Norfolk Beefing Apple Trees
Malus domestica Norfolk Beefing
A big, strong apple variety hailing from the East of the country, the Norfolk Beefing is at essence a cooking apple with high acidity or a very sharp and tart eating apple! The tree itself is vigorous and large and boasts the most tremendous, beautiful dark pink and white blossom in mid-May. This turns into yellow-green apples overlaid with a deep purply-red flush with no russeting and of fantastic size. The fruits are very firm, juicy and coarse textured with greenish coloured flesh. With scab and mildew resistance, this tree is also reliable and low-maintenance.
As a cooker, this apple makes wonderful tarte tatin because it holds its shape when cooked as opposed to a Bramley whose flesh dissolves into a fluffy puree. For keen cooks, it is certainly worth having both types in your garden if you can. Including Norfolk Beefing will not only give you culinary pleasure but also makes for a visual feast when it is festooned with its glorious blossom. Build on this by growing a rambling rose like the double, creamy white rose Adelaide d'Orleans to intertwine through its branches throughout June and surround it with daffodils and naturalising tulips for a spring show and you have already created a stunning, low-maintenance country garden. As a triploid tree Norfolk Beefing requires a pollinating partner. An apple like Bloody Ploughman would pollinate well and also has the merit of producing stunning, dark red apples in September which are great eaters. But have a look at the list of apple trees available in Group D or C and see which might take your fancy.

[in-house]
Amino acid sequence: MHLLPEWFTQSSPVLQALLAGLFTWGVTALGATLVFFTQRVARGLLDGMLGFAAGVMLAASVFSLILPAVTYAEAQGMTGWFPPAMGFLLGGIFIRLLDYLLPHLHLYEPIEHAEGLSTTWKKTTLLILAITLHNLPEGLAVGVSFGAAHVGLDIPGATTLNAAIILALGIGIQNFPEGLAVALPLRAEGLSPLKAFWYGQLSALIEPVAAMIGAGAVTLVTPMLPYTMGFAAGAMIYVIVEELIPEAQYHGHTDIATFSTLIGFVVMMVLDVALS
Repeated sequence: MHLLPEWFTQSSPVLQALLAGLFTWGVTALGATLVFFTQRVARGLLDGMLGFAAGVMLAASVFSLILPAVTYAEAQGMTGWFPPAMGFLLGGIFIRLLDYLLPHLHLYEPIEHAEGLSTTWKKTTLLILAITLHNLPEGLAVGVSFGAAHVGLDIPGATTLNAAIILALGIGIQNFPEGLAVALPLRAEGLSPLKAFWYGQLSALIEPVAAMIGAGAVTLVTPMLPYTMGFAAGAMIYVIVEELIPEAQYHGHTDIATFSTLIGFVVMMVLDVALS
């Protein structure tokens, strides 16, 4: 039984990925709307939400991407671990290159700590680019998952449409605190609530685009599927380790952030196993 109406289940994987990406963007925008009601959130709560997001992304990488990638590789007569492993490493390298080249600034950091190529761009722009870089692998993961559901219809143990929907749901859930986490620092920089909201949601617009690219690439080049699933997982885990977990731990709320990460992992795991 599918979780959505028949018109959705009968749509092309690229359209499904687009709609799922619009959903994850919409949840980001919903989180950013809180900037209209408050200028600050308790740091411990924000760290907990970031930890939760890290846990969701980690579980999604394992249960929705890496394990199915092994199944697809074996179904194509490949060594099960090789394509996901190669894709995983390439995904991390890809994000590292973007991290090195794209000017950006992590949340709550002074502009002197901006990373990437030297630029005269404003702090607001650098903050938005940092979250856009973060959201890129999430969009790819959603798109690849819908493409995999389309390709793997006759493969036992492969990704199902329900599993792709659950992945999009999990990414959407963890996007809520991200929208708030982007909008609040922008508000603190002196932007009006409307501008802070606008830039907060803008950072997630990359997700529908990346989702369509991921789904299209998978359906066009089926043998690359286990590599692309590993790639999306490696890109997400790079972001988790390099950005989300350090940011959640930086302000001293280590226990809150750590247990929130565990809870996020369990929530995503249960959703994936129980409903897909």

- Height: Bush to 3m. Half standard trees to 4.5m
- Use: Cooking, holds its shape. Sharp eater.
- Pruning: Spur bearer
- Pollination: Sterile, Group D
- Picking: Oct
- Apple colour: Yellow/Green with deep red flush
- Storage: 1-2 months
Beefing or Beaufin?
English apple names are an endless source of fascination. Many of them stem from the French from the times of the Norman conquest. Beefing is a bastardisation of Beaufin which then became Biffin, an old English name for a red cooking apple. Perhaps the name change was accelerated because the colour of the apple is that deep, fleshy colour of a really good steak! Either way this apple has been recorded since 1807 in Norfolk.